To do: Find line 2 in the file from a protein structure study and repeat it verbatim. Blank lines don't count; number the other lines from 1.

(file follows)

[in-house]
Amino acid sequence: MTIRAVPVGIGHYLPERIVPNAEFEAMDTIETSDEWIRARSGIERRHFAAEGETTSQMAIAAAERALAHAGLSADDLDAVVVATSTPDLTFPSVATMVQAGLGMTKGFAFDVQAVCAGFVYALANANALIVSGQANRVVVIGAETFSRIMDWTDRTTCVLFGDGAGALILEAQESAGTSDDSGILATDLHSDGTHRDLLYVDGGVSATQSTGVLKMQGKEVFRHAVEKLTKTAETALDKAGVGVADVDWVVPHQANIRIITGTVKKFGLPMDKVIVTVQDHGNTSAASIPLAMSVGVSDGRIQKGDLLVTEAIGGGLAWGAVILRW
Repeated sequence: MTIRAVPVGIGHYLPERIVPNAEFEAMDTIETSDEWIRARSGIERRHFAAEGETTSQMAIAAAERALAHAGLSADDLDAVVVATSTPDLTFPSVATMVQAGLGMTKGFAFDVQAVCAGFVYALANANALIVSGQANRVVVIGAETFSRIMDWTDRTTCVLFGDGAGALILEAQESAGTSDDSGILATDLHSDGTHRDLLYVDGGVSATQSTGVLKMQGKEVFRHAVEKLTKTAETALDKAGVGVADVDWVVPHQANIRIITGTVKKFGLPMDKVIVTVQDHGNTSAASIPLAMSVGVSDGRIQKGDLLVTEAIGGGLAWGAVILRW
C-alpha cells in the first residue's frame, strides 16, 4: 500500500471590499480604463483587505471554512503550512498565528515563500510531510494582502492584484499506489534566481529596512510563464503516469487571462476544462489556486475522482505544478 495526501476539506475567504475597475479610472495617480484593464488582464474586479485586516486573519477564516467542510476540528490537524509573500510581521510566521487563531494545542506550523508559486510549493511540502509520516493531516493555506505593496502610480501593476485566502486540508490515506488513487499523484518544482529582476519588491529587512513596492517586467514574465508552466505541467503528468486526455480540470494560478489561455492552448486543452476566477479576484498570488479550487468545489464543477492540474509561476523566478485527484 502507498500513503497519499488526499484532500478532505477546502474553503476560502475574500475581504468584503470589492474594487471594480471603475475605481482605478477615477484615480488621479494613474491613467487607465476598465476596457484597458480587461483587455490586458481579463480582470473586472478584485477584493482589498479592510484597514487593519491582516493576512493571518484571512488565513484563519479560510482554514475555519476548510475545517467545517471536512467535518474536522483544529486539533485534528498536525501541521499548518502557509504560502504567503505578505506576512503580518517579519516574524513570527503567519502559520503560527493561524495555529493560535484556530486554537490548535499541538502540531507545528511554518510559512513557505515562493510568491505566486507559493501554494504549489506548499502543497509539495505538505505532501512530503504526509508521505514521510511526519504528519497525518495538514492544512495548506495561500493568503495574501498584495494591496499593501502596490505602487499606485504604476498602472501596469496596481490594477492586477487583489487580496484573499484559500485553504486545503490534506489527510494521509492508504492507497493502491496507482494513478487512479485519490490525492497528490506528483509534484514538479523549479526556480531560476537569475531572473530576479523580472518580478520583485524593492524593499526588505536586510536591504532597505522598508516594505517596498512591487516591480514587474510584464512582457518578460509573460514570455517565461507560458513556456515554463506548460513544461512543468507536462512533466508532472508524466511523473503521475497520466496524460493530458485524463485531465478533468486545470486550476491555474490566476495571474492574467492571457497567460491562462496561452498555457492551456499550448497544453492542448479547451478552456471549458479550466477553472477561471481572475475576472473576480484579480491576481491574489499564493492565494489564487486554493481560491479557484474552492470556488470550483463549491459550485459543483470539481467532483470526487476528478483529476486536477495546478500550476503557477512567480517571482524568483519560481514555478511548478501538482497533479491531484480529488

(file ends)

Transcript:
Amino acid sequence: MTIRAVPVGIGHYLPERIVPNAEFEAMDTIETSDEWIRARSGIERRHFAAEGETTSQMAIAAAERALAHAGLSADDLDAVVVATSTPDLTFPSVATMVQAGLGMTKGFAFDVQAVCAGFVYALANANALIVSGQANRVVVIGAETFSRIMDWTDRTTCVLFGDGAGALILEAQESAGTSDDSGILATDLHSDGTHRDLLYVDGGVSATQSTGVLKMQGKEVFRHAVEKLTKTAETALDKAGVGVADVDWVVPHQANIRIITGTVKKFGLPMDKVIVTVQDHGNTSAASIPLAMSVGVSDGRIQKGDLLVTEAIGGGLAWGAVILRW